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I am running an old linux mail server and I need to move it to a new machine with a totally different hardware configuration.

Old server is running CentOS 5.2 with postfix, amavisd, phpmysql, on an machine with scsi HDDs and because I am running out of space, I need to move the entire configuration to a new server with larger sata HDDs. What is the best and fastest way to do it?

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closed as too broad by masegaloeh, Sven Jan 17 '15 at 16:15

There are either too many possible answers, or good answers would be too long for this format. Please add details to narrow the answer set or to isolate an issue that can be answered in a few paragraphs.If this question can be reworded to fit the rules in the help center, please edit the question.

It is more relevant that this is a postfix install than CentOS. – dunxd Jul 18 '11 at 8:32

Best and fast(est): Pay someone who already knows how to do it to do it for you.

Second best and fastest: Copy everything off the old hard drives onto the new ones. You'll still have all the cruft of your existing setup, and you might have to jiggle a bunch of stuff, and it may not be possible if you don't have physical access to all the hardware, but it'll give you a fairly quick migration path (albeit with a fairly significant downtime).

If you're dead set doing this yourself, it's straightforward in the abstract:

  • Provision a new server
  • Install all the same software (or updated versions, as appropriate)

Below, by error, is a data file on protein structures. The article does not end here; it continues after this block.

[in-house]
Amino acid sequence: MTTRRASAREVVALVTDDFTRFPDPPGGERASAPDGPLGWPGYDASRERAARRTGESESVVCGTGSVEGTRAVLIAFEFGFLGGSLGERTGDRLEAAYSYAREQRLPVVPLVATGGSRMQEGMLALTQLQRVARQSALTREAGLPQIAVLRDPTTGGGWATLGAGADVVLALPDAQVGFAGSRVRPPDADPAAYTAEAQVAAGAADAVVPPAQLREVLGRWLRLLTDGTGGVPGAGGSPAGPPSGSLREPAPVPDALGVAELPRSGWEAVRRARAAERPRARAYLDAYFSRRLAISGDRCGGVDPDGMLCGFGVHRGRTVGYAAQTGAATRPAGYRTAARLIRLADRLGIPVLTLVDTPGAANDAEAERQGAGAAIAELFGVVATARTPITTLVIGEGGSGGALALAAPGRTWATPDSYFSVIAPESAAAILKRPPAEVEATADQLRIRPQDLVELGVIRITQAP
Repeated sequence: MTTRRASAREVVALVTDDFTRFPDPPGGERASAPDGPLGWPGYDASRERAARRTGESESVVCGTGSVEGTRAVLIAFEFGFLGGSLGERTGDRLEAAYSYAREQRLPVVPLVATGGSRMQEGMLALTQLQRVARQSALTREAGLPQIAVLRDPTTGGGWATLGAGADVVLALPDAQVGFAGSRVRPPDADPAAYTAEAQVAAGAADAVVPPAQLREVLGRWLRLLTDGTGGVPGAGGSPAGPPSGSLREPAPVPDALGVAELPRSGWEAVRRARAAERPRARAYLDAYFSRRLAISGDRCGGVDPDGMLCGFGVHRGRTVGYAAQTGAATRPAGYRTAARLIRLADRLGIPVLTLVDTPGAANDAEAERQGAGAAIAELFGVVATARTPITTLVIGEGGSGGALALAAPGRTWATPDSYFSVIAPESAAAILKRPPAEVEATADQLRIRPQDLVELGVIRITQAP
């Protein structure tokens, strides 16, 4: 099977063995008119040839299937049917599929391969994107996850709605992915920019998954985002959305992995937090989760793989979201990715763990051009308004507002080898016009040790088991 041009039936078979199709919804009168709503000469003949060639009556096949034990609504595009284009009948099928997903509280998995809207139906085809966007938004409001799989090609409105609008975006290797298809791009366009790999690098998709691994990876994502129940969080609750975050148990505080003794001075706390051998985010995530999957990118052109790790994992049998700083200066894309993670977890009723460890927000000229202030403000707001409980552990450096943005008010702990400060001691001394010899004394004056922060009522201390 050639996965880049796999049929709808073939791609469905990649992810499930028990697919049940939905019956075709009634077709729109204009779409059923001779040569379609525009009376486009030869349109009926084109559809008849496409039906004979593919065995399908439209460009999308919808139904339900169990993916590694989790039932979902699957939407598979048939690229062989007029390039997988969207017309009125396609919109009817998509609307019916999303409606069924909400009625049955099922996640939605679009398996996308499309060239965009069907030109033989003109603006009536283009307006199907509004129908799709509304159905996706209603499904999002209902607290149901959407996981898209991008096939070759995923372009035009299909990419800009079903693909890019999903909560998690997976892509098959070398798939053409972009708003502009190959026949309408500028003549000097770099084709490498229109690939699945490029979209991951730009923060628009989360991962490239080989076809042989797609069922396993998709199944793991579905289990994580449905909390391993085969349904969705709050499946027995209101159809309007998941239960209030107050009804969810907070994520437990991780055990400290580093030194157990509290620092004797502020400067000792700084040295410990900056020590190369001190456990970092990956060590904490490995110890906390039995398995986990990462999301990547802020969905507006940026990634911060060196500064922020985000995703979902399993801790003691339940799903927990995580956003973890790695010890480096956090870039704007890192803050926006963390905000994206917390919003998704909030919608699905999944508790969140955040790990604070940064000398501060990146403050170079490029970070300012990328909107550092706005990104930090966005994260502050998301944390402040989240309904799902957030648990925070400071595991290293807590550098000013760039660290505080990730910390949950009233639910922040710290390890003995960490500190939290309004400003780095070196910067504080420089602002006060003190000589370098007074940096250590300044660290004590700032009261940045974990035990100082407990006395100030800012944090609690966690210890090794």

• Identify all configuration and data that needs to be migrated
  • Plan a migration strategy
  • Test the migration strategy
  • Perform the migration
  • Redirect all DNS entries to the new system

(There'll probably be a customer-facing maintenance window in there around "perform the migration")

The devil, of course, is in the details. Unfortunately, that detail depends a lot on exactly how everything was configured -- and long experience on this site tells me that asking every detail that's needed, getting the wrong information, needing to get clarification on many points, and then providing the next piece of advice, isn't going to end well for anyone -- you or the answerers.

So, I'd boil down your choices to two simple ones:

  1. Pay someone to do it for you
  2. Start doing it yourself, and when you have a very detailed, specific question that is capable of being answered without devolving into a 10,000 word "tell you how to do your job for you" marathon, ask it here. If you can't get to the point where you can ask one these questions, revert to choice 1.

I don't say this to sound harsh, I say it to save everyone a lot of frustration and irritation. These sorts of questions are hell to answer as they're impossible to get enough detail into to provide a satisfying close -- and, for that matter, they're far too specific to your setup to even be useful to anyone in the future.

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